lunes, 16 de mayo de 2016


"A pesar de extensas investigaciones que se han llevado a cabo a lo largo de esto últimos 30 años sobre los efectos promovidos por los lípidos en la dieta sobre el sistema inmune tanto del ser humano como de los animales, avances recientes han revelado numerosas discrepancias apoyados por los datos experimentales y clínicos. Estas investigaciones han corroborado que la acción de ciertos lípidos de la dieta sobre las funciones del sistema inmune depende de diferentes factoers, como el tipo de microorganismo, la clase del ácido graso, la concentración, la metodología del estudio, la dosis, o la vía de infección...."

Despite extensive investigations during the last 30 years into the effects promoted by dietary lipids on the immune system of both humans and animals, recent advances have revealed numerous discrepancies supported by experimental and clinical data. These investigations have corroborated that the action of certain dietary lipids on immune system functions depends on different factors, such as type of microorganism, class of fatty acid, concentration, methodology of the study, dose, or route of infection. 

Therefore, in the light of current experimental observations, it is clear that certain fatty acids modulate the immune system in both animals and humans, and various immunological parameters are considerably altered. Thus, it is generally accepted that lymphocyte proliferation, cytokine synthesis, NK cell activity, or adhesion molecules are affected after the administration of diets containing n-3 polyunsaturated fatty acids or n-9 monounsaturated fatty acids. As a direct consequence of these events, certain fatty acids have been applied in the reduction of inflammatory disorders, which are characteristics of autoimmune diseases.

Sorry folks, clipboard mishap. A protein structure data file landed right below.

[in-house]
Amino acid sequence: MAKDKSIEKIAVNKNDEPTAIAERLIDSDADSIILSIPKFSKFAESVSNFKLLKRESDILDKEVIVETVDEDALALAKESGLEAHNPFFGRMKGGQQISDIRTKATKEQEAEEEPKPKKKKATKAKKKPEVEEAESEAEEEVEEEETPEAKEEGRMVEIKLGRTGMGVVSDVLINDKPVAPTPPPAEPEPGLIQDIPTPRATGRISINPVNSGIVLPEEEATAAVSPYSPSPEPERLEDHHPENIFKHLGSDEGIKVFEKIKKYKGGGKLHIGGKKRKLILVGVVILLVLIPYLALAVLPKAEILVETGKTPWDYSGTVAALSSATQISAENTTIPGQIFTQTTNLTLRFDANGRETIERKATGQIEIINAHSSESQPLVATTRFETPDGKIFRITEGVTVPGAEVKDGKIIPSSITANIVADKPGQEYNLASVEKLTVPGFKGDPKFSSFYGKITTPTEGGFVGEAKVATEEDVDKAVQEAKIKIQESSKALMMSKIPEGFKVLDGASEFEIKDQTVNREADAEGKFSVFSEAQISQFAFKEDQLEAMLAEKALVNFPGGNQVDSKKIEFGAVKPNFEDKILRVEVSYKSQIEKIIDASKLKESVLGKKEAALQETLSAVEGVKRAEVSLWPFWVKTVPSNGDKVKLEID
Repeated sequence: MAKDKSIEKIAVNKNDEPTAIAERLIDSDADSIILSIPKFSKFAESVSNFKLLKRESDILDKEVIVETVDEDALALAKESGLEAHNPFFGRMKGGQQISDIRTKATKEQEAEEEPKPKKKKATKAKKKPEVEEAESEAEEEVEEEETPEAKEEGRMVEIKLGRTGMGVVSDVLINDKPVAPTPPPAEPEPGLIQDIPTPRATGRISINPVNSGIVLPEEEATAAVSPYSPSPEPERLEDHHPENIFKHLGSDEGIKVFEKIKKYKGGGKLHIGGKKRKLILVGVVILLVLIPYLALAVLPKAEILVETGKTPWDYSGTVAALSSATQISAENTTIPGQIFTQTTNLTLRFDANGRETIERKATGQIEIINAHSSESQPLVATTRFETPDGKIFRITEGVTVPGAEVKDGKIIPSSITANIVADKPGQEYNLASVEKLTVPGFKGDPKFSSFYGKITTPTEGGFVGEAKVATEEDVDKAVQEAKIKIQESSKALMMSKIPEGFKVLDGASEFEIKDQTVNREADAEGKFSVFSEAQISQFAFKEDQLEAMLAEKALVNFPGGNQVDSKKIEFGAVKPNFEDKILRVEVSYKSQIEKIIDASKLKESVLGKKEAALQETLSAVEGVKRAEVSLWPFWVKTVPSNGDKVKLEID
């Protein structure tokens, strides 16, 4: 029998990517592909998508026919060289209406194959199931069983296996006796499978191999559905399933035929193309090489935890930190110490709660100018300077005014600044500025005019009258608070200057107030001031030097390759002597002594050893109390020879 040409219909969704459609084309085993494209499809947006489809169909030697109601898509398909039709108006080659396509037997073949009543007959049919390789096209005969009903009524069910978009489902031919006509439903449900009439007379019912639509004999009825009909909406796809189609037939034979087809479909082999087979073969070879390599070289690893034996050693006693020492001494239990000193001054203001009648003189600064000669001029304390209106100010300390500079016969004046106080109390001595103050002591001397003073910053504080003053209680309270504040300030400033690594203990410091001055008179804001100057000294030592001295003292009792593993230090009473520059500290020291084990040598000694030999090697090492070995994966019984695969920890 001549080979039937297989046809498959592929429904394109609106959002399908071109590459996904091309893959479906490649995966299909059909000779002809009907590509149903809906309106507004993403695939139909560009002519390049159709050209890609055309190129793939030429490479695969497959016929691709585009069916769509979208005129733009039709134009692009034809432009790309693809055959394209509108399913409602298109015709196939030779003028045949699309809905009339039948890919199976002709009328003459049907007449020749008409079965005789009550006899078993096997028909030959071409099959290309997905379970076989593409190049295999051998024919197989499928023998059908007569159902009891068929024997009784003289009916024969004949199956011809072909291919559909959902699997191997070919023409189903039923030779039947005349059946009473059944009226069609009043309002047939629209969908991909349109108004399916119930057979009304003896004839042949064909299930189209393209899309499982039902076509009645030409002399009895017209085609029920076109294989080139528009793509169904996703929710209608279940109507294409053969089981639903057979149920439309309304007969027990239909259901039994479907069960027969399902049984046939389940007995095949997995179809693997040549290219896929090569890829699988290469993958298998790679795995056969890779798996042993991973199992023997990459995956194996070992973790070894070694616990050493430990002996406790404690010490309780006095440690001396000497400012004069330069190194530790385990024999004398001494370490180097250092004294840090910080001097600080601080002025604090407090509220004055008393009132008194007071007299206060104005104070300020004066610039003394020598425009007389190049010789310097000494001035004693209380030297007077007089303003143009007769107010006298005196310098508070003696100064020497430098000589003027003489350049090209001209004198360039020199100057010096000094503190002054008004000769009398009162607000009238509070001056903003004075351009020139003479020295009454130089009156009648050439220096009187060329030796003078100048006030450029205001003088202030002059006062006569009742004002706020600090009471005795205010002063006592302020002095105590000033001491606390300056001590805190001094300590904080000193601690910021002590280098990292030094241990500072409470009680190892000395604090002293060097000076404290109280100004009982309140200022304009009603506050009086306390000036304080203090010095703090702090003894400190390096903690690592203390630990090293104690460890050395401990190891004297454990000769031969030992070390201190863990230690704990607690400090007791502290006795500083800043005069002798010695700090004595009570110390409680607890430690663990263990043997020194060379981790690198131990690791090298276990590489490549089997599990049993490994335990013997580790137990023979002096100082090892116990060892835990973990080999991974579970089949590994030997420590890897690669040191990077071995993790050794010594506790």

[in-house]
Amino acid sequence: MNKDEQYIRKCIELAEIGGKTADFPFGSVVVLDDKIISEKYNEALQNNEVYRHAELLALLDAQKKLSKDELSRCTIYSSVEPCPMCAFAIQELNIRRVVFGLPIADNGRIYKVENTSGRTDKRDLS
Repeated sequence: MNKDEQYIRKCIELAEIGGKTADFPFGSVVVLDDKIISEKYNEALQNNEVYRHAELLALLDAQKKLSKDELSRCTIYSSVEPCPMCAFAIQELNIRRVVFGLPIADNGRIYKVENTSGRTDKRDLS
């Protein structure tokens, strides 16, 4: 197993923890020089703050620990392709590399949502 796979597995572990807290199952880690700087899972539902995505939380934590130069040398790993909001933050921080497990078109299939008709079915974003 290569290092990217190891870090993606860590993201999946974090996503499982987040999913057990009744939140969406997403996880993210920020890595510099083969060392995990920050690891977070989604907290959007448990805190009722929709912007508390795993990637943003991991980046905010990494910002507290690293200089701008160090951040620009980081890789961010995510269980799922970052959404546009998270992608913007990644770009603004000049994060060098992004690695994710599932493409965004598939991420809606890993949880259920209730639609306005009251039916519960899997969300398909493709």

Nevertheless, the immunosuppression carried out by certain unsaturated fatty acids (particularly long-chain n-3 polyunsaturated fatty acids, the most immunosuppressive fatty acids) may lead to a significant increase of susceptibility to different infectious microorganisms, or in other words, to a loss of host immune resistance against viruses, bacteria, or parasites. In contrast, other studies have suggested that long-chain n-3 polyunsaturated fatty acids improve the immune resistance, and therefore significantly reduce the susceptibility of both animals and humans to infection. 

Therefore, it is clear that future investigations should be focused on the relationship between certain fatty acids and the potential consequences in the clinical application of these nutrients, because several parenteral lipid emulsions (administered to patients at risk of sepsis) are currently applied in clinical nutrition as a potential alternative to others which have classically been used. 

Nowadays, the administration of an olive oil–containing emulsion (ClinOleic or SMOFLipid) appears to be more beneficial to immune system functions than soybean oil–based emulsions, because it does not alter inflammatory cytokine production. Despite optimistic results, the effect of olive oil–containing emulsion needs to be corroborated by more, randomized clinical trials. Similarly, enteral immunonutrient mixtures (which include arginine, nucleotides, and long-chain n-3 polyunsaturated fatty acids) have been applied in surgical and critically ill patients. Nevertheless, the efficacy of these immunonutrient mixtures remains controversial, particularly in critically ill patients. Cautious use of these new lipid emulsions is essential to establish the impact of these lipid emulsions on the immune system.

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